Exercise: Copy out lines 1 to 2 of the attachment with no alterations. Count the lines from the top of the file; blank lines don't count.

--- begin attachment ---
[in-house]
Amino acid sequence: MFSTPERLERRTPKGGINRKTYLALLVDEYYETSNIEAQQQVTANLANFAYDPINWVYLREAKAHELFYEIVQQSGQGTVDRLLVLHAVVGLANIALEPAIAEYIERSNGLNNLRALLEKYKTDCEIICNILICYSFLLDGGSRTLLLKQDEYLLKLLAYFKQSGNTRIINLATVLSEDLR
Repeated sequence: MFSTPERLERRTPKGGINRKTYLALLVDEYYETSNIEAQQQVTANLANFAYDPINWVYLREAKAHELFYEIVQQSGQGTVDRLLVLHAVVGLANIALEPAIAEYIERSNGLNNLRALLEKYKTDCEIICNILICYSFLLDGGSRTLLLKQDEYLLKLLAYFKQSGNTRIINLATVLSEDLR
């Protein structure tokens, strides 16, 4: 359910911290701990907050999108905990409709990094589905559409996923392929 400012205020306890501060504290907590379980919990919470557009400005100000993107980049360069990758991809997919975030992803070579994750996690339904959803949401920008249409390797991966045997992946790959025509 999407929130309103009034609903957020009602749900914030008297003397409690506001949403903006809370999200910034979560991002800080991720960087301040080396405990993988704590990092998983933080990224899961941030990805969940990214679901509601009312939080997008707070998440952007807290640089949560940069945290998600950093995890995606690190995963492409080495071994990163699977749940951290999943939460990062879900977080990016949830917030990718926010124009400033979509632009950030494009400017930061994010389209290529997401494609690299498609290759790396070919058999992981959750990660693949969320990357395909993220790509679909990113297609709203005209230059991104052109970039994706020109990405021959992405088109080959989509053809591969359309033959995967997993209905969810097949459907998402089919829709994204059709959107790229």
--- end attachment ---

[in-house]
Amino acid sequence: MFSTPERLERRTPKGGINRKTYLALLVDEYYETSNIEAQQQVTANLANFAYDPINWVYLREAKAHELFYEIVQQSGQGTVDRLLVLHAVVGLANIALEPAIAEYIERSNGLNNLRALLEKYKTDCEIICNILICYSFLLDGGSRTLLLKQDEYLLKLLAYFKQSGNTRIINLATVLSEDLR